What we do in the state legislature is important, but it does not require higher pay to encourage qualified people to run for the office. It will always involve sacrifice for Missourians with higher earning potential. There’s simply no feasible way to increase salaries high enough to attract more high-earners to the job, and that shouldn’t be the objective anyway because then the job ceases to be a public service.    

It’s amazing what happens after a person is elected: their jokes get funnier and their wits more keen. Everyone wants to be their friend. These jobs already attract those likely to think a little too highly of themselves. The sycophancy which so often envelops the work of a legislator makes it worse. It is far too easy already for legislators to develop a sense of entitlement.

Keeping elected official pay modest requires many state representatives and senators to maintain employment in the real world. Yes, it would be more convenient for legislators if their elected position paid enough to not worry about the things that concern the average Missourian. But then we’d lose the primary benefit of the citizen legislature, and we’d attract people seeking the job as a lucrative career path, and not for the right reasons of public service. Missouri government would become a little more like Washington – which is the last thing we need. For these reasons, you can count on my vote to reject the recommended pay increases for elected officials. 

Galloping Toward an Imperial Presidency

Ours is a nation of laws, not men. As Thomas Paine put, “In America, the law is king.” Hence, the “Take Care Clause” requires that the President “shall take care that the Laws be faithfully executed.”  Presidents have attempted to expand the power of the executive branch since the beginning of our country. Presidential authority to execute – or not execute – the law was vigorously debated by the First Congress, and was a key issue of President Andrew Jackson’s war on the Bank of the United States.

In March 2008, then-Senator Barack Obama campaigned on a different kind of presidency. “The biggest problems that we’re facing right now have to do with George Bush trying to bring more and more power into the executive branch and not go through Congress at all,” Obama promised. “And that’s what I intend to reverse when I’m president of the United States of America.”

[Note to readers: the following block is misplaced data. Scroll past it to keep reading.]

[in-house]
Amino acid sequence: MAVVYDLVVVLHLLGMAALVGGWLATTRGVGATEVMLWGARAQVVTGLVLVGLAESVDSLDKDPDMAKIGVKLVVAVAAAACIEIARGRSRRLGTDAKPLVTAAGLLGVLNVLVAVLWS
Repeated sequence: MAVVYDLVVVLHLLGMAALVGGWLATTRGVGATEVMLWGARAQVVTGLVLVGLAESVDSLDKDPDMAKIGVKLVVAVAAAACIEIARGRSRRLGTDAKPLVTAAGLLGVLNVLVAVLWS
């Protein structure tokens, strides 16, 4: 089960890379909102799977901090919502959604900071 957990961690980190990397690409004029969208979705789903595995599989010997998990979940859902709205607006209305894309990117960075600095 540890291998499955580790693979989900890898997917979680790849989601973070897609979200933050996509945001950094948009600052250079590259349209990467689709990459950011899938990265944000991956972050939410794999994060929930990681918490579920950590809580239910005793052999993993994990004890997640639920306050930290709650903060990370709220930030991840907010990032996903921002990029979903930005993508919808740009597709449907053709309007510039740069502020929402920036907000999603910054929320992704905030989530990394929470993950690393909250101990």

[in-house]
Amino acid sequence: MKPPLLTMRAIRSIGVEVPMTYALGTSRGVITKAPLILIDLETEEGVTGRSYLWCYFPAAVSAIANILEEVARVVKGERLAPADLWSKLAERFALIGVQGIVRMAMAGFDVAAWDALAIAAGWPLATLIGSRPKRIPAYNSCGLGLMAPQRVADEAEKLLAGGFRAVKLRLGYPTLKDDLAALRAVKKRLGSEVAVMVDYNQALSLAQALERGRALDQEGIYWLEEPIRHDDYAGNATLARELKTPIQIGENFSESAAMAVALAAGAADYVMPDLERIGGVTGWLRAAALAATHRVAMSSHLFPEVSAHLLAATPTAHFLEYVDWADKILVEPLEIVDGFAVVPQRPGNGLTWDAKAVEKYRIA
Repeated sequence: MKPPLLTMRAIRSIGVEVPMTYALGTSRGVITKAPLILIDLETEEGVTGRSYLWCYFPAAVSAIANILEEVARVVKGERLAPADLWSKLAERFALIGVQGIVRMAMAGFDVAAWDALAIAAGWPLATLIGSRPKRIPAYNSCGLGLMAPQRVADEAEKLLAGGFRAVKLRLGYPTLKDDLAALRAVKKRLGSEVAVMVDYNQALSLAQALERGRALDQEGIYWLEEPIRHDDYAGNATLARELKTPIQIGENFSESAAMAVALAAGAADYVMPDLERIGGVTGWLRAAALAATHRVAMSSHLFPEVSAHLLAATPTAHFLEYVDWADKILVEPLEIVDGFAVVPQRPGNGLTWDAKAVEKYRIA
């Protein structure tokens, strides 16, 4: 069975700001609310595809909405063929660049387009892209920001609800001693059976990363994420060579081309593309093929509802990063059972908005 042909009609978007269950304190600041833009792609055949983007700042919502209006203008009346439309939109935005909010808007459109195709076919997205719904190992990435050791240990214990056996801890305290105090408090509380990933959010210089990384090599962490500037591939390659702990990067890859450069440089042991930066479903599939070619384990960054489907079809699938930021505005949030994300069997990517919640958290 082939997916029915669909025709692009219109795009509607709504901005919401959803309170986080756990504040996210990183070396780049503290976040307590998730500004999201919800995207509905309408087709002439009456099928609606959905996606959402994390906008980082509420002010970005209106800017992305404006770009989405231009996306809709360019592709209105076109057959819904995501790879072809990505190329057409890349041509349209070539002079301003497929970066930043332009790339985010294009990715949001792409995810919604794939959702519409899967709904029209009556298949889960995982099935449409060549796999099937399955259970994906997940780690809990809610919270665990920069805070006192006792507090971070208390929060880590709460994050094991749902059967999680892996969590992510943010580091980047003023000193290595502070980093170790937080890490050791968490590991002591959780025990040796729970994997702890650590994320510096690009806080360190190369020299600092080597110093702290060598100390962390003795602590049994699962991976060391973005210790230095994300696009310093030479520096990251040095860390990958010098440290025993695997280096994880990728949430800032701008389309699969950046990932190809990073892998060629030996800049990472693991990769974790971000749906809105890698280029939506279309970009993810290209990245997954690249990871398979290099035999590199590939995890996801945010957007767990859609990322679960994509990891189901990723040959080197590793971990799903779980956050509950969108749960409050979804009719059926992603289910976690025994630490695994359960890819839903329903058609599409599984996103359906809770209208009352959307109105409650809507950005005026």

In 2011, after his first mid-term election shellacking when Democrats lost the House, President Obama reversed course. While most presidents have worked to expand executive power in foreign policy, after his first mid-terms, President Obama launched a deliberate, creeping expansion of executive authority in domestic policy. Among other “pen-and-a-phone” actions, President Obama granted No Child Left Behind waivers that were unsupported by federal law, made recess appointments to key positions that were later struck down by the Supreme Court, directed Homeland Security not to enforce immigration laws against students, and unilaterally delayed enforcement of Obamacare’s employer mandate.

Now, with his presidential clock ticking and zero influence in Congress, Obama has accelerated from creeping to galloping toward an imperial presidency. In the weeks since the mid-term trouncing, leaks of President Obama’s purported plan to suspend the nation’s immigration laws for more than 5 million illegal immigrants has dominated Washington. Conservative Charles Krauthammer calls it an impeachable offense, and even the liberal Washington Post has implored the president to reconsider.

Obama has acknowledged that his authority to act is, at best, a legal stretch. In 2013, he conceded it “would be very difficult to defend legally.” When asked about what he could do if Congress refused to act, he explained, “The problem is, is that I’m the president of the United States, I’m not the emperor of the United States, my job is to execute laws that are passed.”

Options to stop Obama’s encroachment are limited.

Impeachment is not realistic. It requires a two-thirds vote of the Senate. Even assuming every Republican would vote for it (unlikely), there aren’t enough Democrats who would cross the aisle. You know what you call a president who survives impeachment? Emboldened. Worse, the impeachment process will suck the air out of Washington, suffocating any positive agenda Republicans could otherwise present.